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92_rugby_subie

Wheels: Bad to sand blast?

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So I have been looking for offers to paint my wheels super cheap, but done right

 

Sandblast

Primer

Paint

Clearcoat

 

etc.

 

I got a quote of $30 for all of this per wheel, and told him Id have to wait because I have no money currently, but he said that it would be cheaper if I didnt sandblast the wheels, and it would be better because in his 12 years of powdercoating, he has seen wheels just warp from sandblasting...

 

 

 

What am I missing? Isnt sand blasting just high pressured sand? No water included...? So why will it warp the wheels... or is this just unheard of?

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Dude.... Just spend $30 total and buy some HD scotchbrite, sandpaper, and 4 cans of gloss black krylon.... A nice finish is all about the prep work....

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The hard part is that I spent about 8-10 hours per wheel on the wagon wheels off my 84 GL wagon awhile ago, sanding them and washing them and drying them, then primering and finally painted them, and my garage got too cold and the paint cracked. So I was looking at just paying someone later on to get them done where they might warranty their work so I dont have to worry too much.

 

Id have it done now if it werent for :banghead: stupid :banghead: tickets :banghead: from :banghead: that :banghead: Mitsubishi:banghead: I :banghead: wrecked :banghead::banghead::banghead:

 

Mitsubishis Suck but we all know this

 

Subaru -->:horse: <---Mitsubishi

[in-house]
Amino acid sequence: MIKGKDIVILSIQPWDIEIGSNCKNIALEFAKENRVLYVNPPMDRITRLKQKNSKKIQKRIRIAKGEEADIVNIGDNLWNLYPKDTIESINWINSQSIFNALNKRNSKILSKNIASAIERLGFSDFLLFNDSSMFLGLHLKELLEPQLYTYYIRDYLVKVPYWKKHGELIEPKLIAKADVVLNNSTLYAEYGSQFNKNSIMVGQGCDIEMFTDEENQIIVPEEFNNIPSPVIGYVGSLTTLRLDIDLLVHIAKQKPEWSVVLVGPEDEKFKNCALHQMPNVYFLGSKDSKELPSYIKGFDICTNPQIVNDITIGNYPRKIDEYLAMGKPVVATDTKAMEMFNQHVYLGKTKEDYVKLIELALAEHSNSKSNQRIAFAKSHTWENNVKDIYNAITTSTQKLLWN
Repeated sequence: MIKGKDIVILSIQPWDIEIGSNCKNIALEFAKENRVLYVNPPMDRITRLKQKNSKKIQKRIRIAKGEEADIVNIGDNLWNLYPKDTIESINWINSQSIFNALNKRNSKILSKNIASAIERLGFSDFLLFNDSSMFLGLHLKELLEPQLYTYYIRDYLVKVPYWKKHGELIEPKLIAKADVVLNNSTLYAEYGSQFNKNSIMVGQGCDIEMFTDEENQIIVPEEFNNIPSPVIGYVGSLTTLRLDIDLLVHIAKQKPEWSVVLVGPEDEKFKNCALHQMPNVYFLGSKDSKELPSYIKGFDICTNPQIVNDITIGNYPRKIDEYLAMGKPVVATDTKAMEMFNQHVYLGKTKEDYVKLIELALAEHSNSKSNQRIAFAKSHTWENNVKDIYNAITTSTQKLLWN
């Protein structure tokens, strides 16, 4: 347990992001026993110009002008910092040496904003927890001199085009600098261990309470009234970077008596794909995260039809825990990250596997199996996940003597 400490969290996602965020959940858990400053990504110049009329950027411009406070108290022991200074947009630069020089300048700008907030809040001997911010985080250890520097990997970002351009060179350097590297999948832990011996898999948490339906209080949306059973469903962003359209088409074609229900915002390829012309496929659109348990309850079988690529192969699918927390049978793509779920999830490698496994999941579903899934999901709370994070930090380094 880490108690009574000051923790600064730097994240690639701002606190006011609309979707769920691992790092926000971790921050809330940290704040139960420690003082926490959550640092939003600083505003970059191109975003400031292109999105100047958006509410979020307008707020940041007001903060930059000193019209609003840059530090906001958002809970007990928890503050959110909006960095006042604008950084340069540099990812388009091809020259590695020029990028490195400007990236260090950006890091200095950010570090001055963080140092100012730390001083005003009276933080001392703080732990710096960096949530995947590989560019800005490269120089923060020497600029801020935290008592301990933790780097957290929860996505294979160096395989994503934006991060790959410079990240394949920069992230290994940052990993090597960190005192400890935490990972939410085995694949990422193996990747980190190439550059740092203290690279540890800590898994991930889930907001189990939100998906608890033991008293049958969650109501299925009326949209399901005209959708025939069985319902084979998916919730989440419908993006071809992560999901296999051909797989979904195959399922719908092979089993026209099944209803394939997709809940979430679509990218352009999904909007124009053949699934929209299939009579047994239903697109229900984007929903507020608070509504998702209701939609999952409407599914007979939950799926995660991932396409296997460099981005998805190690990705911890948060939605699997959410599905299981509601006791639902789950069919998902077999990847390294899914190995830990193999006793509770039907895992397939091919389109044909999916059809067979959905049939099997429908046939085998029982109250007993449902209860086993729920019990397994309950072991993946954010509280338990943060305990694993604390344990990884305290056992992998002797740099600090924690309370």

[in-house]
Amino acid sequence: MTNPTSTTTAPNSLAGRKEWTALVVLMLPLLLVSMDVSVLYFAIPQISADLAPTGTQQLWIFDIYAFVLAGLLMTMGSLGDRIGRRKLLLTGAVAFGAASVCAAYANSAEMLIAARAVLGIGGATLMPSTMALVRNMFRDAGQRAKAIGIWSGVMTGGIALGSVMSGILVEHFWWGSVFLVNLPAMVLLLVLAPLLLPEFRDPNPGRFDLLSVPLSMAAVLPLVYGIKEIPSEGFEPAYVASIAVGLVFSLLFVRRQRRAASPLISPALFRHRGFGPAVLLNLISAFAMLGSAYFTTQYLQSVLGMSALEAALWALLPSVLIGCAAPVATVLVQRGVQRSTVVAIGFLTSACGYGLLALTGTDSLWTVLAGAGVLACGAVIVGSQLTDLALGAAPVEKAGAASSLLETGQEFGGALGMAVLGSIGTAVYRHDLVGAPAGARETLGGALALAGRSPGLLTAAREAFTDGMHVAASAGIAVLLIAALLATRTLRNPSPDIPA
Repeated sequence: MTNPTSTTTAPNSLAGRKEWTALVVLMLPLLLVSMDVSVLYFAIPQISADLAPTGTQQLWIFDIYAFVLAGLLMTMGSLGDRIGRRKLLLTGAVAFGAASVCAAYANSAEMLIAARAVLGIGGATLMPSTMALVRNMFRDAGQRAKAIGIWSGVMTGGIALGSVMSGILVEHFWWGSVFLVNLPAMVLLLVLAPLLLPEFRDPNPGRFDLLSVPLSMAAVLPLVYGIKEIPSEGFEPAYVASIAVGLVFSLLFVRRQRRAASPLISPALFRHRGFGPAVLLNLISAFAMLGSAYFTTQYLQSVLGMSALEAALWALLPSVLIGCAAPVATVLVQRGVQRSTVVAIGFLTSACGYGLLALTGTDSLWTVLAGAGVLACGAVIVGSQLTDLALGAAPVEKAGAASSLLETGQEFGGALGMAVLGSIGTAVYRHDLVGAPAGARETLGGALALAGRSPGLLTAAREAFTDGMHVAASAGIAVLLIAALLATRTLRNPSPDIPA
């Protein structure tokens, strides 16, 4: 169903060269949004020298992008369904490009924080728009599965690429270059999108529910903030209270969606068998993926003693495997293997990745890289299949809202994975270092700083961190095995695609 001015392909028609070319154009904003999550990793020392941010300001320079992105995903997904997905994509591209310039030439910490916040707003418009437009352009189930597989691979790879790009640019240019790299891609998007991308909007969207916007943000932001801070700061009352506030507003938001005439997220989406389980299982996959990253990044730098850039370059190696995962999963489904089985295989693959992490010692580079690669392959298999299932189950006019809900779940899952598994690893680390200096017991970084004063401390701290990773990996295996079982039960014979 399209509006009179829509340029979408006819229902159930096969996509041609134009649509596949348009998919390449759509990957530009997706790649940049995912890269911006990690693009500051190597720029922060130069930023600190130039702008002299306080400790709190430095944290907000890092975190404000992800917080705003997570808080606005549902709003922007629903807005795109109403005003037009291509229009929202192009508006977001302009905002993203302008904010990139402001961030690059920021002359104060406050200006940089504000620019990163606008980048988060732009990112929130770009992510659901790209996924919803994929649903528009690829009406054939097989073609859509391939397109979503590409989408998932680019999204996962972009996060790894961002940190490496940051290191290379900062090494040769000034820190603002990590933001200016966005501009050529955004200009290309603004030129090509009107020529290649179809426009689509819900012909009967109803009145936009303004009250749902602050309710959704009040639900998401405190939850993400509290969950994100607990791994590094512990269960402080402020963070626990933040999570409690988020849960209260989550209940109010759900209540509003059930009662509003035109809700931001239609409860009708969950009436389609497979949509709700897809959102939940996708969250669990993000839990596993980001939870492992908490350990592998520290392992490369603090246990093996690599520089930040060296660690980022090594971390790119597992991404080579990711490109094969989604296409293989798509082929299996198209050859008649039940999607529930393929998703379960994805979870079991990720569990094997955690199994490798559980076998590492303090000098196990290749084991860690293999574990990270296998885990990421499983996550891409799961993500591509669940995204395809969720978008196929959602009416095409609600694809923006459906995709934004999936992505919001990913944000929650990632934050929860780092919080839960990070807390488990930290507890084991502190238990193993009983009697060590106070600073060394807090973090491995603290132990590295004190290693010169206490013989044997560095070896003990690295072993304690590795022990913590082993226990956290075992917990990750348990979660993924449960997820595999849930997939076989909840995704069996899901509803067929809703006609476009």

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Yup.....sand blasting can cause warpage if not done properly. I've seen it happen more than once. Even done carefully some wheels will warp. I've seen exhaust manifolds warp, too.

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The only way they can warp is if you're using a large scale pressurized system at +300psi. Even then, you'd have to be fairly incompetent and maintain pressure on one spot way longer than necessary to remove the paint/rust. A siphon feed system can't do this as it only runs 100-120psi. I've been blasting in my cabinet for around 12 years now and never warped anything and I've done a lot of aluminum as well. If someone tells you the piece may warp, it's because they are about volume and not paying attention to quality. Not meaning to insult anyone, but just like anything else, there's a right way and a wrong way to sandblast.

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You aren't going to warp wheels in a "normal" blast cabinet. Not going to happen. If you have some kind of super-sized industrial setup that can put out MASSIVE amounts of sand and air (you would need at least a 50 HP rotary screw compressor I would say - probably larger) then that's just not going to happen. I have personally blasted wheels in $15,000 cabinets with glass bead.... no issues.

 

Very thin aluminium can warp in a smaller blast cabinet if you aren't careful - but I'm talking sheet metal here. Definitely not a wheel.

 

GD